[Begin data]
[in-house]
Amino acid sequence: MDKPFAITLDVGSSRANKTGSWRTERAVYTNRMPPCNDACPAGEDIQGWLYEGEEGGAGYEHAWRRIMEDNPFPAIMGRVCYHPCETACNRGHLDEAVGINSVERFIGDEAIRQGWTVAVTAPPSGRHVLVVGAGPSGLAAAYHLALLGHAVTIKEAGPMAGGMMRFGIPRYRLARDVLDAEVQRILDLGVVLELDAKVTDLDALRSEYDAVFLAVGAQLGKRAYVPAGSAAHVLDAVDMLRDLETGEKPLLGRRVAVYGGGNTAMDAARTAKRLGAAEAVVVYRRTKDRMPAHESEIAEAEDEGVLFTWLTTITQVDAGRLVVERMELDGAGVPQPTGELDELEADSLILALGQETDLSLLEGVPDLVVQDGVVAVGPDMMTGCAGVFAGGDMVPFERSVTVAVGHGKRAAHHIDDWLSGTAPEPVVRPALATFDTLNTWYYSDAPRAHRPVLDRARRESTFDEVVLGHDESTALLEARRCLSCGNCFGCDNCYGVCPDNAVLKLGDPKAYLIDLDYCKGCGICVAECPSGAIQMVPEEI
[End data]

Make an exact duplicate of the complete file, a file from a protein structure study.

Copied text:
[in-house]
Amino acid sequence: MDKPFAITLDVGSSRANKTGSWRTERAVYTNRMPPCNDACPAGEDIQGWLYEGEEGGAGYEHAWRRIMEDNPFPAIMGRVCYHPCETACNRGHLDEAVGINSVERFIGDEAIRQGWTVAVTAPPSGRHVLVVGAGPSGLAAAYHLALLGHAVTIKEAGPMAGGMMRFGIPRYRLARDVLDAEVQRILDLGVVLELDAKVTDLDALRSEYDAVFLAVGAQLGKRAYVPAGSAAHVLDAVDMLRDLETGEKPLLGRRVAVYGGGNTAMDAARTAKRLGAAEAVVVYRRTKDRMPAHESEIAEAEDEGVLFTWLTTITQVDAGRLVVERMELDGAGVPQPTGELDELEADSLILALGQETDLSLLEGVPDLVVQDGVVAVGPDMMTGCAGVFAGGDMVPFERSVTVAVGHGKRAAHHIDDWLSGTAPEPVVRPALATFDTLNTWYYSDAPRAHRPVLDRARRESTFDEVVLGHDESTALLEARRCLSCGNCFGCDNCYGVCPDNAVLKLGDPKAYLIDLDYCKGCGICVAECPSGAIQMVPEEI